A companion article and video to this one is how Asst. Professor Steve Leybourne, Boston University experiences improv connected with the finance industry, creating a model and citing risk, reward in managers who surreptitiously improvise.   In his video, you'll see evidence of the "let go of micromanaging" and still how it is tentative in corporate culture.  It seems we have a long way to go to let go, but writing about those who research it is a start.  


  • Source:  http://www.scoop.it/t/innovation-institutions-will-it-blend/p/1715217458/moving-beyond-surreptitious-manager-improv-risk-reward-emerging-best-practice-in-your-org-steve-leybourne


What is your experience with creating a culture that is agile , flexible, and especially improvisational?



Photo credit:   ePi.Longo  Article source:  Chief Executive Magazine

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Smart Risk, Without HandCuffs to Free Your Innovation Culture

Smart Risk, Without HandCuffs to Free Your Innovation Culture | Change Management Resources | Scoop.it
To foster an environment of smart risk-taking, leaders should use guardrails, not handcuffs.


Examples from the list of 7 strategies for defining guardrails:
   

1. Define smart vs. stupid risks. Every leader’s level of risk tolerance varies, but some amount of risk is essential to innovation. 


3. Encourage experimentation. ...give the go-ahead for “managed experimentation” ...resource boundaries...and have the small team that’s in charge share the results of the experimentation phase with a larger team upon completion.

7. Celebrate smart risk-taking. The Tata Group, a global conglomerate, hosts an annual “Dare to Try” awards, which celebrates the idea that failures often lead to groundbreaking innovations. This type of public acknowledgement that every big bet won’t pay off fuels a spirit of smart risk-taking among its employees.


Within your own organization, you can use the company’s intranet, e-letters, and Twitter account to showcase individuals who take smart risks. By identifying them, you publicly reward the person/team and provide a company-wide reference point for acceptable risk-taking. 


Related posts & tools by Deb:


Deb Nystrom, REVELN's insight:

Useful pointers & examples from the Booz&Co. bloggers on how to define the guardrails vs. manager bottlenecks and handcuffs.  To see a future without managers at all, check out:   

Zappos says Goodbye to Bosses & Bureaucracy - Hello to Holacracy

~  D

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Pascal Vedel's curator insight, January 7, 2014 3:38 AM

A very good paper on how to encourage "adequate" risk taking in an organization

Un très bon billet sur les moyens d'encourager la prise de risque "pertinents" au sein d'une collectivité

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Love change, Pivot through. Quotes on Innovation.

Love change, Pivot through.  Quotes on Innovation. | Change Management Resources | Scoop.it

"Gail talks with author Eric Ries about innovation, specifically around when it’s time to pivot and how fast you have to decide.”


Blog post author Gail Severini recently had an insightful conversation with author Eric Ries about innovation, specifically around when it’s time to pivot and how fast you have to decide.”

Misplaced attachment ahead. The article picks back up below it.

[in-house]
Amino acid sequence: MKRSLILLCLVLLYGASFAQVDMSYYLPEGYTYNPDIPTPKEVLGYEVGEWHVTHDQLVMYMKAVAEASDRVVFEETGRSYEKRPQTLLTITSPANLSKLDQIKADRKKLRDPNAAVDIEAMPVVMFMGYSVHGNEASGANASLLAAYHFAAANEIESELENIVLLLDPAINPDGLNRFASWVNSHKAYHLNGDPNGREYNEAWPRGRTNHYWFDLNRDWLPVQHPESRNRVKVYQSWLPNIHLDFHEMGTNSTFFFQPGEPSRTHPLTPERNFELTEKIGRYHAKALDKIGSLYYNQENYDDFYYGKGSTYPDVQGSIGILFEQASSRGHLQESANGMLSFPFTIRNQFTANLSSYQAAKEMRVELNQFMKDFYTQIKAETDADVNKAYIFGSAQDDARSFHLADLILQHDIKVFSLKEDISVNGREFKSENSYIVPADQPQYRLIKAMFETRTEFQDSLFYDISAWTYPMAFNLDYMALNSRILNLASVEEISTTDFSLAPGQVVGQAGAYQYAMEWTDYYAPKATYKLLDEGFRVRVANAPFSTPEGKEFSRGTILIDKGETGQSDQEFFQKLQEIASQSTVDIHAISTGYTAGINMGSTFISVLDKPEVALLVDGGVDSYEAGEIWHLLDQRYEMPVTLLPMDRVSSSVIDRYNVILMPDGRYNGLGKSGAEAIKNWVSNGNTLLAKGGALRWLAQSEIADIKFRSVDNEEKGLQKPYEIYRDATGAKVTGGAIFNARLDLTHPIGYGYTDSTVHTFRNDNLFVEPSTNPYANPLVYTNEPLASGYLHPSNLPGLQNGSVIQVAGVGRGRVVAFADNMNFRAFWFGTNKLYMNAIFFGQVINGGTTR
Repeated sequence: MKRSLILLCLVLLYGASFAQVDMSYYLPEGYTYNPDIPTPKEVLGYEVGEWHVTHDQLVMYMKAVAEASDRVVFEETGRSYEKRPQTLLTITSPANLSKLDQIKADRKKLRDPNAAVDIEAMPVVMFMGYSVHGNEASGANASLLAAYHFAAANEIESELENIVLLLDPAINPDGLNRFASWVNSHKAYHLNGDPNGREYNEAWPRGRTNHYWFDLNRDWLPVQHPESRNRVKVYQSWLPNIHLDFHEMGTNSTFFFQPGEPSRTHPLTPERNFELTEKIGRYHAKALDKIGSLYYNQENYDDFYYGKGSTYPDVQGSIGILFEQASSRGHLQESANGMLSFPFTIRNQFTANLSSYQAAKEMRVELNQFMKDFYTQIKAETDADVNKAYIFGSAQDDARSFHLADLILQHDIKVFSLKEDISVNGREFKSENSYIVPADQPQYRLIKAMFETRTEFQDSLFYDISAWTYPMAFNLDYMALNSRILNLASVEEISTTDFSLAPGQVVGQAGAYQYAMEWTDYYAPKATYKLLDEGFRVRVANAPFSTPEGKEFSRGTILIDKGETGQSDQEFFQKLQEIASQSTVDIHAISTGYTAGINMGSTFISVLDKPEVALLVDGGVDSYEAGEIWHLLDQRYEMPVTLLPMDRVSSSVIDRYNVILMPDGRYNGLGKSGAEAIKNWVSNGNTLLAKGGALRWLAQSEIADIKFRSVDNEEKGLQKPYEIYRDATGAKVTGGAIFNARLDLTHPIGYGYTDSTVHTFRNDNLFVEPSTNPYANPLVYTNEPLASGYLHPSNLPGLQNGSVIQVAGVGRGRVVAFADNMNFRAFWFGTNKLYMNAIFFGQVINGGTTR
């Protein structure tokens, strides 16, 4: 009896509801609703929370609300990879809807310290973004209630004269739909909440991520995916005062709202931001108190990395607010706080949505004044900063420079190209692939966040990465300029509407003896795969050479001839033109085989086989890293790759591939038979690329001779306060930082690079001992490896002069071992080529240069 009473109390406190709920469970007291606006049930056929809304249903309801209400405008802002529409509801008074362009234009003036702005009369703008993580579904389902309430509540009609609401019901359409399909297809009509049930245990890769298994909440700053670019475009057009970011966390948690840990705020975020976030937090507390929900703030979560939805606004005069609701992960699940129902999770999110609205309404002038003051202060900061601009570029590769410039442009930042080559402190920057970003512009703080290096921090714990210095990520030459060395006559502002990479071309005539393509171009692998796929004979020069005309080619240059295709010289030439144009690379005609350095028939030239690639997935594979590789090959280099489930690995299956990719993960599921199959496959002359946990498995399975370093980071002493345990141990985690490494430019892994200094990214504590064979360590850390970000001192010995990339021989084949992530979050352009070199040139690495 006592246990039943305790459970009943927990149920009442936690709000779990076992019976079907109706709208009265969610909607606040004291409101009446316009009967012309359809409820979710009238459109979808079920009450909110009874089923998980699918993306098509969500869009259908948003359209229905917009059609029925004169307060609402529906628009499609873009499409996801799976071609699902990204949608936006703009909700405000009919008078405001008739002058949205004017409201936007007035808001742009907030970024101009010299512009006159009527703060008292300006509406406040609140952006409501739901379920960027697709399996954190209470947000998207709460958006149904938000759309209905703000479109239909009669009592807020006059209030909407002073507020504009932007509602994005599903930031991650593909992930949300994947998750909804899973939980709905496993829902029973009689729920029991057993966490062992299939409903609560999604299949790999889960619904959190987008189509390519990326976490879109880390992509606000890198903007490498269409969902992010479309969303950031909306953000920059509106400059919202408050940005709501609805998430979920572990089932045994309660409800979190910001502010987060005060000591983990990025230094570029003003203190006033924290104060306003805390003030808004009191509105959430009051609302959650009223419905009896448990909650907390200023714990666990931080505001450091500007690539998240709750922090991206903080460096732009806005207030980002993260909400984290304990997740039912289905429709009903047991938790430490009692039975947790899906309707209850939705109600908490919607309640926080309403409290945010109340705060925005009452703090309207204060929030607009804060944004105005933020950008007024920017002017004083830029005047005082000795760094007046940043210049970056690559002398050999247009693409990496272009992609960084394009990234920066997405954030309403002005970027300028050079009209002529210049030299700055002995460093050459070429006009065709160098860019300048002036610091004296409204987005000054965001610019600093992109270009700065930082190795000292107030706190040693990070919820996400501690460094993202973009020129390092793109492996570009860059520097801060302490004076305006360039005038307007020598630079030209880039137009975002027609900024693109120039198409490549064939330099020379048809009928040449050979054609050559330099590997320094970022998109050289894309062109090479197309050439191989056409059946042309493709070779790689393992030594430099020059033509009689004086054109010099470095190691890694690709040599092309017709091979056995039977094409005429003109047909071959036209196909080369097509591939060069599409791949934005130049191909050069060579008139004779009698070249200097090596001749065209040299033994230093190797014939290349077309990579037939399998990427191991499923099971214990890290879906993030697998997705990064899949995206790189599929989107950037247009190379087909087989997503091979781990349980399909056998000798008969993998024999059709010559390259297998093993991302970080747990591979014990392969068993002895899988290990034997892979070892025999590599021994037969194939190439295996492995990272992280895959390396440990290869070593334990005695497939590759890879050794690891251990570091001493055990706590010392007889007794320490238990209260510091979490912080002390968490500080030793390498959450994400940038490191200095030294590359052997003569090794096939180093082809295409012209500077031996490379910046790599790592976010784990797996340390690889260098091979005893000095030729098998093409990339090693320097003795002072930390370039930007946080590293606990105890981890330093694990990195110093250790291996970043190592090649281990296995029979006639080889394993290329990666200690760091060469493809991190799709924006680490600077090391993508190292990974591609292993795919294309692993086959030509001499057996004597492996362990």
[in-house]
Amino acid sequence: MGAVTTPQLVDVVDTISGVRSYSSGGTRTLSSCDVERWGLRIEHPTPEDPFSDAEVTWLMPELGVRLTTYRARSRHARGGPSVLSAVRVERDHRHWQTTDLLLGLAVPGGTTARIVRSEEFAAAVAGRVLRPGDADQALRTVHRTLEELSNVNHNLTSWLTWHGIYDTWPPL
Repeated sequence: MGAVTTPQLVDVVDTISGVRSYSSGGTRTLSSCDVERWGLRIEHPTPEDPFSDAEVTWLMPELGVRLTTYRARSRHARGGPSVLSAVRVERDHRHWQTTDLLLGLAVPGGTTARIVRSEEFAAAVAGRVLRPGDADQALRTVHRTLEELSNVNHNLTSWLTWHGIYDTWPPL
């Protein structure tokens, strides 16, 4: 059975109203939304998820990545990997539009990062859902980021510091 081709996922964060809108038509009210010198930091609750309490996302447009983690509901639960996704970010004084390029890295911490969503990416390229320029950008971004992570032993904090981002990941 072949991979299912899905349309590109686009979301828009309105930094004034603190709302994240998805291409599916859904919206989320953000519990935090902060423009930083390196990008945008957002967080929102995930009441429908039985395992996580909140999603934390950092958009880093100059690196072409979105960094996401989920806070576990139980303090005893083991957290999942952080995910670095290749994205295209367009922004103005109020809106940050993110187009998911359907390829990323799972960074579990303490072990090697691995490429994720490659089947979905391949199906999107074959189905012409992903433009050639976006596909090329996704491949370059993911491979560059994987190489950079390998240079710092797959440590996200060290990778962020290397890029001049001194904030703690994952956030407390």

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“The problem is that vision, product, and strategy came to us all together in a flash.”

_______________________


Gail says:


Don’t underestimate Eric Ries. Don’t say (like I did), “He looks so young. What could he know?”
   
Excerpts:

“A pivot is a change in strategy without a change in vision…it is not giving up on the vision … it is not a change in the product.


We change the product all the time.”


“The problem is that vision, product, and strategy came to us all together in a flash.”


“The reason it is so painful to pivot is because it requires us to give up some elements of what we thought we would be doing…”

Deb Nystrom, REVELN's insight:

Get agile with that strategy:  I've seen a number of change processes that help organizations successfully flip in critical moments of truth.  Gail's pivot question focuses on a finer points of strategic agility, adapting strategy to fully accomplish your vision in an ever changing environment. ~  Deb

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Why Innovation Dies, Dealing with Disruption, not placing Deans: Higher Ed's long, winding Road to Online Education, Forbes

Why Innovation Dies, Dealing with Disruption, not  placing Deans: Higher Ed's long, winding Road to Online Education, Forbes | Change Management Resources | Scoop.it

Here's the companion post to the previous article that features the long & winding road in dealing with online education, and confronts disruption head-on.


Excerpted:


Lessons Learned

  • Innovation in New Markets do not come from “overarching strategies”
  • It comes out of opportunity, chaos and rapid experimentation
  • Solutions are found by betting on a portfolio of low-cost experiments
  • The road for innovation does not go through committee


One useful purpose a university committee could have had was figuring out what the goal of going online was. [The example in the article is education based.]


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...it is so complex that figuring out the one possible path to a correct solution is computationally incalculable.
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...the path to implementing online education is not known. In fact, it’s not a solvable problem by committee, regardless of how many smart people in the room. It is a “NP complete” problem – it is so complex that figuring out the one possible path to a correct solution is computationally incalculable.


By: Steve Blank, author, teacher of entrepreneurship and consultant who has reshaped how startups are created. He is coauthor of the recently published, The Startup Owner’s Manual (K&S Ranch, 2012).


Source:  http://www.forbes.com/sites/groupthink/2012/05/01/why-innovation-dies/2/